Red Hat’s little brother server operating system will now come with a rolling release option: CentOS Stream for developers.
Steven J. Vaughan-Nichols, aka sjvn, has been writing about technology and the business of technology since CP/M-80 was the cutting edge, PC operating system; 300bps was a fast Internet connection; WordStar was the state of the art word processor; and we liked it.
If you need enterprise Linux with support, Red Hat wants to sell you Red Hat Enterprise Linux (RHEL). If not, Red Hat will be happy if you use CentOS, the RHEL clone. It’s not updated as often, but it does the job. Now, Red Hat is switching things up by offering a rolling release version of its popular server operating system: CentOS Stream.
A rolling release is one in which all of the operating system — kernel, libraries utilities and applications — is continuously updated. Examples of these include Arch, Manjaro, and openSUSE Tumbleweed. The more typical roll-up releases consolidate recent updates into a stable tested operating system.
You might well ask why Red Hat would release a version of CentOS, which is the Linux of choice for many hosting companies, data centers, and businesses with in-house Linux experts. The answer, according to Chris Wright, Red Hat’s CTO, is it’s “a developer-forward distribution that aims to help community members, Red Hat partners and others take full advantage of open source innovation within a more stable and predictable Linux ecosystem. It is a parallel distribution to existing CentOS.”
It’s needed because the server space is changing faster than ever. With the ever accelerating pace of Linux containers, Kubernetes, microservices, serverless and cloud-native services, companies, which want to stay on the leading edge of technology need a distribution that can keep up with these developments.
That said, Red Hat’s community Linux, Fedora, is still Red Hat’s bleeding edge release. In the past, changes in Fedora which worked out were slowly incorporated “downstream” into RHEL. Then, RHEL developers hardened and polished these packages added security updates and integrated them into the broader RHEL ecosystem. Only after that would the RHEL source code be released to CentOS.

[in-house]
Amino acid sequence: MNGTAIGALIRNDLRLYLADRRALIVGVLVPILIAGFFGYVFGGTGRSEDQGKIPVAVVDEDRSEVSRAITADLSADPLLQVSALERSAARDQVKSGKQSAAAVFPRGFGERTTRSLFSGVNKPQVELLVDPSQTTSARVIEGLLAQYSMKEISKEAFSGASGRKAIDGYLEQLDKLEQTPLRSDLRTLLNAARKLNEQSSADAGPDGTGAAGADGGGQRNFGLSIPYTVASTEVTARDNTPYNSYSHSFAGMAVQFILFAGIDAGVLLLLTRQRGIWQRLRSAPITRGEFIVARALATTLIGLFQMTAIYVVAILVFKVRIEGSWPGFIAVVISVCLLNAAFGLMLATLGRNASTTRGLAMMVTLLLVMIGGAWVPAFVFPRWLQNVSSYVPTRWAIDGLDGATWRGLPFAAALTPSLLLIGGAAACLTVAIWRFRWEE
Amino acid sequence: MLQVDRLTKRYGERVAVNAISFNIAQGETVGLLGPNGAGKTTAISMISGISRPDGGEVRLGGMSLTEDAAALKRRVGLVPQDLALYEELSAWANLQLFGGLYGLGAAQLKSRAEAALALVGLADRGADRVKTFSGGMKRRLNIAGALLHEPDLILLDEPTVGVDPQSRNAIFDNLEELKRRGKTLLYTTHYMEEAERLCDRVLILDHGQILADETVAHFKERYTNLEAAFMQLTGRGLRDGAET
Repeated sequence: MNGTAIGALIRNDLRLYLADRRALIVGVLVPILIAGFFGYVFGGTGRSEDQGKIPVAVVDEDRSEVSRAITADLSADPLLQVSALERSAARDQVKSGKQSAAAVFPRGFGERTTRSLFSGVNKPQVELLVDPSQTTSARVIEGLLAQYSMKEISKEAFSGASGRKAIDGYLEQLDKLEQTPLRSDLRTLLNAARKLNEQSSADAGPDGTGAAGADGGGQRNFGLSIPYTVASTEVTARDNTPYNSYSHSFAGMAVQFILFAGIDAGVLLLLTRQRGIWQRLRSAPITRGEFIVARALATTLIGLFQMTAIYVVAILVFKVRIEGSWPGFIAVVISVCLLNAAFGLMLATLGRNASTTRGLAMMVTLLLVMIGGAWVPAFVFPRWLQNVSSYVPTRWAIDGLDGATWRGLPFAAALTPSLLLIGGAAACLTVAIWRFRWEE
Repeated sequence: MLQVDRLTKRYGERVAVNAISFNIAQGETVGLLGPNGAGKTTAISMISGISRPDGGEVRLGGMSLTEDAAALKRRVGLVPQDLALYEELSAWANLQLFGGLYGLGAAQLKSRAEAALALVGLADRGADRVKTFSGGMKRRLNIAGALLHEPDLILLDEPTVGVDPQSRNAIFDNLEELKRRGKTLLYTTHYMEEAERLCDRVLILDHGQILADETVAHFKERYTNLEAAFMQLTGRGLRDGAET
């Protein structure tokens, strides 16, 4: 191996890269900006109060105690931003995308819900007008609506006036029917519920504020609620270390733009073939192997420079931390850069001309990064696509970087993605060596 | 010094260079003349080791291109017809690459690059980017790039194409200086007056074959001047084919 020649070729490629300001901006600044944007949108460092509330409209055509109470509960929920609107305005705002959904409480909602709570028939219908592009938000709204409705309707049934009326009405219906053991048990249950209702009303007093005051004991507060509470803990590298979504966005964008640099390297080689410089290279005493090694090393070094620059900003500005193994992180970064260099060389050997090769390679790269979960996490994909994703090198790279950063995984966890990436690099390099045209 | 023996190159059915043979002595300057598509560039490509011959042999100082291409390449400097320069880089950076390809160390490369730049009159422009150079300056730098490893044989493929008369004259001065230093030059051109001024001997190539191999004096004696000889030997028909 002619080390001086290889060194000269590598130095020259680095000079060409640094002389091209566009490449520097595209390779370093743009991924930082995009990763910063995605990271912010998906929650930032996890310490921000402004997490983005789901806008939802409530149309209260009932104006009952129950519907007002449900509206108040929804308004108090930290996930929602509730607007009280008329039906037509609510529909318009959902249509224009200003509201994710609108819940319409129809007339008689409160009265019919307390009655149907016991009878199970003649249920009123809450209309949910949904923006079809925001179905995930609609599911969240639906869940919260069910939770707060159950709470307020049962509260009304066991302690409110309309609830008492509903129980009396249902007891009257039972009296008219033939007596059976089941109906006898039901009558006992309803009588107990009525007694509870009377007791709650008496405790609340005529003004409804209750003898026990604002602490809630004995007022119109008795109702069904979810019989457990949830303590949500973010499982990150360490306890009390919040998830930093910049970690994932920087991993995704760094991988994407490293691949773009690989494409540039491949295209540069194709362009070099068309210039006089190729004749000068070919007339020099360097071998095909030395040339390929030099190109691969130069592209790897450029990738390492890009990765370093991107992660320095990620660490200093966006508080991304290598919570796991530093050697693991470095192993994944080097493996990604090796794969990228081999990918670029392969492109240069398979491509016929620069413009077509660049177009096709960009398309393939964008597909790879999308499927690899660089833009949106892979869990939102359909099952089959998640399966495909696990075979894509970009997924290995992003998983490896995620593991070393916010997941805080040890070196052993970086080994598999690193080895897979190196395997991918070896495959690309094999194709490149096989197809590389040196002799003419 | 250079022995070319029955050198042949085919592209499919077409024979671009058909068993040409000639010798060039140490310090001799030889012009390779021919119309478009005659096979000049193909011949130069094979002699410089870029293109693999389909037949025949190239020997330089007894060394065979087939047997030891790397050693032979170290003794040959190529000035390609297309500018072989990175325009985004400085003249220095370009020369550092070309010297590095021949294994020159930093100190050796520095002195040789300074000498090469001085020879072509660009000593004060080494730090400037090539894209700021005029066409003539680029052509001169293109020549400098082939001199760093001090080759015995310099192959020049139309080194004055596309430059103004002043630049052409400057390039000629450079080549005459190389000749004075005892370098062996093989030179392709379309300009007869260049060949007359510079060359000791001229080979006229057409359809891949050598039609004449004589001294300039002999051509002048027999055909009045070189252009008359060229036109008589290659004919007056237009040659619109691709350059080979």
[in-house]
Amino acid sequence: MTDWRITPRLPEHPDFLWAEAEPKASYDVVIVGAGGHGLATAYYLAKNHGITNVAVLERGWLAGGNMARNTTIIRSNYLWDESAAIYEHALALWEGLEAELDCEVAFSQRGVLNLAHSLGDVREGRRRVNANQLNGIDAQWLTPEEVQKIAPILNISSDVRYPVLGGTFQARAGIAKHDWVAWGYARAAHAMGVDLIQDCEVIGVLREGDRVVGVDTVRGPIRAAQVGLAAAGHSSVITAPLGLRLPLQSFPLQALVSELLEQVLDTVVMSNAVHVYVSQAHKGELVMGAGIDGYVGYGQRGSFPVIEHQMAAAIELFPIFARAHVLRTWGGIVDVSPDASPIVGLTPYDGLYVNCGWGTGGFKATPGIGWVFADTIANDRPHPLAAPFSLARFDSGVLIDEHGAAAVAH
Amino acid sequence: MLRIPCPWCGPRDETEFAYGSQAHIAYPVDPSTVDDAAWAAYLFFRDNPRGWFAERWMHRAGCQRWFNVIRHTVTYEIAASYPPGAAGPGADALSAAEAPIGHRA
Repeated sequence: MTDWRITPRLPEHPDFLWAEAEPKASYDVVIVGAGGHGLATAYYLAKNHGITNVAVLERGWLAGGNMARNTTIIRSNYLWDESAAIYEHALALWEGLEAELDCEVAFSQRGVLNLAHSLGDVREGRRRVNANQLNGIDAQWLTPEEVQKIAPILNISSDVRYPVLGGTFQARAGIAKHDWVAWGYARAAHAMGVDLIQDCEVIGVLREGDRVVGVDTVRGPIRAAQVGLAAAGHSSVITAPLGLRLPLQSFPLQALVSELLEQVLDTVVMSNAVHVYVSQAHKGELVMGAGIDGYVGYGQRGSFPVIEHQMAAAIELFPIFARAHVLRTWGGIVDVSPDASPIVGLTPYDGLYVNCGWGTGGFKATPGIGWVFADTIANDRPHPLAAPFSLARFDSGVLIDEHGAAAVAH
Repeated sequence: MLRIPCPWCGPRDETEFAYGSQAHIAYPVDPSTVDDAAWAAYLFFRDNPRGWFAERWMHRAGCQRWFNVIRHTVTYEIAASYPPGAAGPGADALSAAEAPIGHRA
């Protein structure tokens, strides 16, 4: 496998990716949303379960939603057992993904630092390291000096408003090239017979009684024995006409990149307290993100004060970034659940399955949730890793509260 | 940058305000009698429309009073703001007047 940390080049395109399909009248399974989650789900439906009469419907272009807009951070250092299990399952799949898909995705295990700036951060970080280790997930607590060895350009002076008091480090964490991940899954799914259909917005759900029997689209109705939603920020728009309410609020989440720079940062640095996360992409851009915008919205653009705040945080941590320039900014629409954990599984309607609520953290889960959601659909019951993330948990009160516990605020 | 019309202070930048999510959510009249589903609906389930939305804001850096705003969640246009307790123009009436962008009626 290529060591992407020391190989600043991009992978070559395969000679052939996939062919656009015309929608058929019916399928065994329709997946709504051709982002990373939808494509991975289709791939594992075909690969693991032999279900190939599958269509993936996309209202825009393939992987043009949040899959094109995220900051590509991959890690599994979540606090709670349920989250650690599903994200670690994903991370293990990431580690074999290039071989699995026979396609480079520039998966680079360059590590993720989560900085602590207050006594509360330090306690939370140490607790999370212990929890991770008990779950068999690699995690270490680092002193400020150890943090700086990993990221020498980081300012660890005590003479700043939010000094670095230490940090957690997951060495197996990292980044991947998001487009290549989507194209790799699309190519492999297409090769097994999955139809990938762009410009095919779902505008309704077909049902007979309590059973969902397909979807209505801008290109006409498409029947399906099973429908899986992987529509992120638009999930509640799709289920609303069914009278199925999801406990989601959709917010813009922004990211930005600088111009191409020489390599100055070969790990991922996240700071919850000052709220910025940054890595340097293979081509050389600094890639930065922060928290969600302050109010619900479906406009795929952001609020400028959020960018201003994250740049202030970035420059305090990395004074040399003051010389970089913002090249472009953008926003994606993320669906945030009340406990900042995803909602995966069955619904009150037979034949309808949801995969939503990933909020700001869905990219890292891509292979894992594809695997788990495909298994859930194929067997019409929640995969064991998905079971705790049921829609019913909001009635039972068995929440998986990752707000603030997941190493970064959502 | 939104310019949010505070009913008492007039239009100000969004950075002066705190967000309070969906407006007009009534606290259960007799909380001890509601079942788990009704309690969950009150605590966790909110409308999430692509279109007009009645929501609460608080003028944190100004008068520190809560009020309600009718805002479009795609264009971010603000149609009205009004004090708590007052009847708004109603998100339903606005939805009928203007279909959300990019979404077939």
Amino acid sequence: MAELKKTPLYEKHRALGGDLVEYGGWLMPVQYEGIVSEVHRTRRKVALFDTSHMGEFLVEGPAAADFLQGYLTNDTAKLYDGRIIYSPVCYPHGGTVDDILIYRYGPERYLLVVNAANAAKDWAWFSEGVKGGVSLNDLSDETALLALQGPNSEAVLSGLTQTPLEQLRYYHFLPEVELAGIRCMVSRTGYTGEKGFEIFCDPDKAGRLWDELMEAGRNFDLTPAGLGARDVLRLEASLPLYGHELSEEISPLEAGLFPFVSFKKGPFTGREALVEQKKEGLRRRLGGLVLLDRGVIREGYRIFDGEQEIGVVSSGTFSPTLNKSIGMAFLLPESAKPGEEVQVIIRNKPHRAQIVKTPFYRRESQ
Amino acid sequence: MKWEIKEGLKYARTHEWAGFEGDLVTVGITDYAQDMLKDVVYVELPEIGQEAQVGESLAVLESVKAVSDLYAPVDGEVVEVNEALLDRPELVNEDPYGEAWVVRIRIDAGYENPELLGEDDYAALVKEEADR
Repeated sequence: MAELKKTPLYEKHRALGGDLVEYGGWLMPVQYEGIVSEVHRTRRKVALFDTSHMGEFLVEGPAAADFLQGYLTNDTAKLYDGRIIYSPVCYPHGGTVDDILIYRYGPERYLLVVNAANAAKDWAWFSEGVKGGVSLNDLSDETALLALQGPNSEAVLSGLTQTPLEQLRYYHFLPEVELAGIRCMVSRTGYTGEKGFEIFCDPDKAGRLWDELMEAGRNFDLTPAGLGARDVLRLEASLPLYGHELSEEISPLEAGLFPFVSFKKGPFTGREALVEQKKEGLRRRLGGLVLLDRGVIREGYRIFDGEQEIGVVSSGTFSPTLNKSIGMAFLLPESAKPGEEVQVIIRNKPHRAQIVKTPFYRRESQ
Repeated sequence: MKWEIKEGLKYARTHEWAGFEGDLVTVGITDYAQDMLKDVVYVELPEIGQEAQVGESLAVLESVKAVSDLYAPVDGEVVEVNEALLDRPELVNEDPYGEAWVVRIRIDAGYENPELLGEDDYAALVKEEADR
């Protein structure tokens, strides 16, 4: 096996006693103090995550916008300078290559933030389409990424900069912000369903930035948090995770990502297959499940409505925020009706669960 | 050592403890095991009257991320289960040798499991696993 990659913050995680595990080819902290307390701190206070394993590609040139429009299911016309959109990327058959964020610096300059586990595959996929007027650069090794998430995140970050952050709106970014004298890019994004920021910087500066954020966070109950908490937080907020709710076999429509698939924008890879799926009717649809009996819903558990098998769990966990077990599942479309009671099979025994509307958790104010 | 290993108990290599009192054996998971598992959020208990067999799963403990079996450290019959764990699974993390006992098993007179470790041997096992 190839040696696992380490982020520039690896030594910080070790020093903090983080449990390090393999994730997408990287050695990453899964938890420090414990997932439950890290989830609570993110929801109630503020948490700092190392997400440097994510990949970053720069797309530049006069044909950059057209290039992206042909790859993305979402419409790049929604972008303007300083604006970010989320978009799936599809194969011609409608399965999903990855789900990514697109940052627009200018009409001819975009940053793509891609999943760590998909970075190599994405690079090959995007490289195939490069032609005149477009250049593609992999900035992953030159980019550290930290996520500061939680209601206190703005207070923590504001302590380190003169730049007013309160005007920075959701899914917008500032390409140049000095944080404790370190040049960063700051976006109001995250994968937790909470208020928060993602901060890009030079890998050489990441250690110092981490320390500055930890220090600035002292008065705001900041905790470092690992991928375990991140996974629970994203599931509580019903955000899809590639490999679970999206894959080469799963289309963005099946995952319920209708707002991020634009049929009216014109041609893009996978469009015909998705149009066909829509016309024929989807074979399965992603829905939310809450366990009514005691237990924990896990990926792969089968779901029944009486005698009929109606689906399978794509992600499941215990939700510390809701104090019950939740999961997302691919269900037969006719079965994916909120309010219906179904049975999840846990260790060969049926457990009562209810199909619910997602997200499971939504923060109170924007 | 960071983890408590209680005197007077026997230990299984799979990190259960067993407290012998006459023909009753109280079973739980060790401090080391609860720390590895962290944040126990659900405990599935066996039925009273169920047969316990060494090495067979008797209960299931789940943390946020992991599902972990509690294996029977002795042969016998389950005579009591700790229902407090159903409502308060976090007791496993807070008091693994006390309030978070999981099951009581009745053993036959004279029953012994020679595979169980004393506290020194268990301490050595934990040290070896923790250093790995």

Now, while Fedora is where the RHEL family starts, CentOS Stream will also play a role in creating the next generation of RHEL. Wright wrote that “developers need something more to address their specific challenges. They require earlier access to code, improved and more transparent collaboration with the broader partner community, and the ability to influence the direction of new RHEL versions. It is these opportunities that CentOS Stream is intended to address.”
So, if you need a stable RHEL-like operating system, CentOS will still be there for you. But, if you need to keep up with your competitors who are building new cloud and container-based applications, CentOS Stream will work better for you.
As Wright said, “The CentOS Stream project sits between the Fedora Project and RHEL in the RHEL Development process, providing a “rolling preview” of future RHEL kernels and features. This enables developers to stay one or two steps ahead of what’s coming in RHEL.”
To be exact, CentOS Stream is an upstream development platform for ecosystem developers. It will be updated several times a day. This is not a production operating system. It’s purely a developer’s distro. Wright encourages, “users that want to be more tightly involved in driving the future of enterprise Linux, however, to transition to CentOS Stream as the new ‘pace-setting’ distribution.”
Old school CentOS isn’t going anywhere. Stream is available in parallel with the existing CentOS builds. In other words, “nothing changes for current users of CentOS.”
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